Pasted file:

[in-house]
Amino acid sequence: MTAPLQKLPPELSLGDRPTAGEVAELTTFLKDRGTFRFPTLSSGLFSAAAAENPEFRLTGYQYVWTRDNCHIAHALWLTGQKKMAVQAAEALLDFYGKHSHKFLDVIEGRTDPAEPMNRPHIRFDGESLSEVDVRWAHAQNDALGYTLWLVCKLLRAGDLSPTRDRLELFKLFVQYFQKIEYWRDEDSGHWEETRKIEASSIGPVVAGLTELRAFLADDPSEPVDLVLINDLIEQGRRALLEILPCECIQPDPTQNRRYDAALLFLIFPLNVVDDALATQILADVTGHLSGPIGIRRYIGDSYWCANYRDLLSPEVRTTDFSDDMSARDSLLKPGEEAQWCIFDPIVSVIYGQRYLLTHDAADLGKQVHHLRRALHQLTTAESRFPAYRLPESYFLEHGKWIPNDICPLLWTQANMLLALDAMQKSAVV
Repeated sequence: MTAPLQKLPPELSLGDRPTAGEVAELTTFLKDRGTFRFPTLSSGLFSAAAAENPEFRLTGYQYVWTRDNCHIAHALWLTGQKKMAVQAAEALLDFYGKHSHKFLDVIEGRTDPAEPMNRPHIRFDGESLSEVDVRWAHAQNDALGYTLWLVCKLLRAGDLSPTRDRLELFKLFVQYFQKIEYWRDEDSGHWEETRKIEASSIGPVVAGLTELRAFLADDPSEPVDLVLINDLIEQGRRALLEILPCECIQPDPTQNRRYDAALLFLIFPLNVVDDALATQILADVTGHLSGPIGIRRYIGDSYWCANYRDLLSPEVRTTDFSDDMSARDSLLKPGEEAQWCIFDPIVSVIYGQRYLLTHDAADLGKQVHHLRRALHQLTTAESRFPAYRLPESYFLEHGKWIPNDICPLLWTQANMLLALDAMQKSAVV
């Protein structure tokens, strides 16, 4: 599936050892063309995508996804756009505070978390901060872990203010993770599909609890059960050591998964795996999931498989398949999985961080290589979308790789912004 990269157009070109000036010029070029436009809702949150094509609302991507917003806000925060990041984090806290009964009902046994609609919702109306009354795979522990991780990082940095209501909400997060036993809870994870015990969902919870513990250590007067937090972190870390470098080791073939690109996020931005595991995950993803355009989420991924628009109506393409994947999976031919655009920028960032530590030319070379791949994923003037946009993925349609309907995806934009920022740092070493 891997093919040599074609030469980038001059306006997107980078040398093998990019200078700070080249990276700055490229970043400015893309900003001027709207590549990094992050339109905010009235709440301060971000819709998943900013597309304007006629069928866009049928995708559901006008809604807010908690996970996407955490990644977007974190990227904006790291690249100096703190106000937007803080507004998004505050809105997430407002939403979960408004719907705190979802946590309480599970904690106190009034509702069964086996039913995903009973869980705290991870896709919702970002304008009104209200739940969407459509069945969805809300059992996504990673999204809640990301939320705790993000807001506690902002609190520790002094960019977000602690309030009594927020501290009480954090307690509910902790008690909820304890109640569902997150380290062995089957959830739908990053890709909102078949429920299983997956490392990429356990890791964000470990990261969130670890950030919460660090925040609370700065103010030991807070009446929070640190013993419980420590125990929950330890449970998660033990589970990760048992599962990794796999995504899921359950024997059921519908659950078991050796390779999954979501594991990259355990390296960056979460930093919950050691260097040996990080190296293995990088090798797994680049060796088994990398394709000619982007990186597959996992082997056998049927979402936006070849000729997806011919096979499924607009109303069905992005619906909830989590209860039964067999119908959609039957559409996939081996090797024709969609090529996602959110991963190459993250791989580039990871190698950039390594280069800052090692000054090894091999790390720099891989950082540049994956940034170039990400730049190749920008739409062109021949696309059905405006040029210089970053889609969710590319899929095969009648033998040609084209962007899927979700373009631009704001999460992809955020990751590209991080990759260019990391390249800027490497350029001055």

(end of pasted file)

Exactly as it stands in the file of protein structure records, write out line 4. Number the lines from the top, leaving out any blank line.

């Protein structure tokens, strides 16, 4: 599936050892063309995508996804756009505070978390901060872990203010993770599909609890059960050591998964795996999931498989398949999985961080290589979308790789912004 990269157009070109000036010029070029436009809702949150094509609302991507917003806000925060990041984090806290009964009902046994609609919702109306009354795979522990991780990082940095209501909400997060036993809870994870015990969902919870513990250590007067937090972190870390470098080791073939690109996020931005595991995950993803355009989420991924628009109506393409994947999976031919655009920028960032530590030319070379791949994923003037946009993925349609309907995806934009920022740092070493 891997093919040599074609030469980038001059306006997107980078040398093998990019200078700070080249990276700055490229970043400015893309900003001027709207590549990094992050339109905010009235709440301060971000819709998943900013597309304007006629069928866009049928995708559901006008809604807010908690996970996407955490990644977007974190990227904006790291690249100096703190106000937007803080507004998004505050809105997430407002939403979960408004719907705190979802946590309480599970904690106190009034509702069964086996039913995903009973869980705290991870896709919702970002304008009104209200739940969407459509069945969805809300059992996504990673999204809640990301939320705790993000807001506690902002609190520790002094960019977000602690309030009594927020501290009480954090307690509910902790008690909820304890109640569902997150380290062995089957959830739908990053890709909102078949429920299983997956490392990429356990890791964000470990990261969130670890950030919460660090925040609370700065103010030991807070009446929070640190013993419980420590125990929950330890449970998660033990589970990760048992599962990794796999995504899921359950024997059921519908659950078991050796390779999954979501594991990259355990390296960056979460930093919950050691260097040996990080190296293995990088090798797994680049060796088994990398394709000619982007990186597959996992082997056998049927979402936006070849000729997806011919096979499924607009109303069905992005619906909830989590209860039964067999119908959609039957559409996939081996090797024709969609090529996602959110991963190459993250791989580039990871190698950039390594280069800052090692000054090894091999790390720099891989950082540049994956940034170039990400730049190749920008739409062109021949696309059905405006040029210089970053889609969710590319899929095969009648033998040609084209962007899927979700373009631009704001999460992809955020990751590209991080990759260019990391390249800027490497350029001055």